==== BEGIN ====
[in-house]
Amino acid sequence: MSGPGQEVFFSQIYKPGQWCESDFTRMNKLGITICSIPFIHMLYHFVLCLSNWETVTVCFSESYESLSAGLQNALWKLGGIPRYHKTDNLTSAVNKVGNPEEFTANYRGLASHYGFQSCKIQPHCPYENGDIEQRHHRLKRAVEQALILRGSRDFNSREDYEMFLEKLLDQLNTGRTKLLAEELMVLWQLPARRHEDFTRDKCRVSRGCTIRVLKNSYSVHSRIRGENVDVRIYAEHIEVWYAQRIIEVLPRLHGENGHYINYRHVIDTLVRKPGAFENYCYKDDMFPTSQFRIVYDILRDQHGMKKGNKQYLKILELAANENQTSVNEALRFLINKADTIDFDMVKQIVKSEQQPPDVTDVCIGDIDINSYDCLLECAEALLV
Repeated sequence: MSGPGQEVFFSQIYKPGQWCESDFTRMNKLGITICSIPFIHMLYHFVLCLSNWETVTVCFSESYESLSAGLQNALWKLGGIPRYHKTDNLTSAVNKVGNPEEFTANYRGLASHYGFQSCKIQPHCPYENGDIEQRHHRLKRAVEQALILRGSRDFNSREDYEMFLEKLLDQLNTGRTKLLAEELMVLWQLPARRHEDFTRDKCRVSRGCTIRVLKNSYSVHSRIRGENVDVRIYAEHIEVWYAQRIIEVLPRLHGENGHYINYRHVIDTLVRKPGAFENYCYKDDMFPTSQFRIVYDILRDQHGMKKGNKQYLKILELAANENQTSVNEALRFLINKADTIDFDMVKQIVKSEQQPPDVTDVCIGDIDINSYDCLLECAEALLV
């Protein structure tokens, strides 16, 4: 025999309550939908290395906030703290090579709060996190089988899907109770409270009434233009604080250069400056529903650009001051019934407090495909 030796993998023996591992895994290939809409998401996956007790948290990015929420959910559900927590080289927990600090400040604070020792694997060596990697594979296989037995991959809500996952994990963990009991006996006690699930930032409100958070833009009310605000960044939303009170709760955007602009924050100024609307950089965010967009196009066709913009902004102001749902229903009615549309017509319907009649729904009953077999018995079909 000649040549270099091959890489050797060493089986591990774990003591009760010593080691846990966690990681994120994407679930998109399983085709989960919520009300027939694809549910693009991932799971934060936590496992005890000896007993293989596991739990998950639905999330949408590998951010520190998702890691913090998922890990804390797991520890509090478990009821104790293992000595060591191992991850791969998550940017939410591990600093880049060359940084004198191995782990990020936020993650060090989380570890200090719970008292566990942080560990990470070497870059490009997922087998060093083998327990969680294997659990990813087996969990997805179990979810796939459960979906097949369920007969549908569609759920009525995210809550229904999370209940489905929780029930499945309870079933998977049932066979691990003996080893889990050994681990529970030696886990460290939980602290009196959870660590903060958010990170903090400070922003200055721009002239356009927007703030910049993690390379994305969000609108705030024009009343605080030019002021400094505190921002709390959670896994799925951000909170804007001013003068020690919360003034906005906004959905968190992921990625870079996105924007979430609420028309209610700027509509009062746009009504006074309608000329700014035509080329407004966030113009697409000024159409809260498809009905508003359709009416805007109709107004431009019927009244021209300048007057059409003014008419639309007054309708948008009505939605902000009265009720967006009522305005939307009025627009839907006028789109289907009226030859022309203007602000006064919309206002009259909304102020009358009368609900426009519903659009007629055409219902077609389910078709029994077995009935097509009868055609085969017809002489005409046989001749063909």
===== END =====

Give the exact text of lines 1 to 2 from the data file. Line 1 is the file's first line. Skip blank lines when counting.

[in-house]
Amino acid sequence: MSGPGQEVFFSQIYKPGQWCESDFTRMNKLGITICSIPFIHMLYHFVLCLSNWETVTVCFSESYESLSAGLQNALWKLGGIPRYHKTDNLTSAVNKVGNPEEFTANYRGLASHYGFQSCKIQPHCPYENGDIEQRHHRLKRAVEQALILRGSRDFNSREDYEMFLEKLLDQLNTGRTKLLAEELMVLWQLPARRHEDFTRDKCRVSRGCTIRVLKNSYSVHSRIRGENVDVRIYAEHIEVWYAQRIIEVLPRLHGENGHYINYRHVIDTLVRKPGAFENYCYKDDMFPTSQFRIVYDILRDQHGMKKGNKQYLKILELAANENQTSVNEALRFLINKADTIDFDMVKQIVKSEQQPPDVTDVCIGDIDINSYDCLLECAEALLV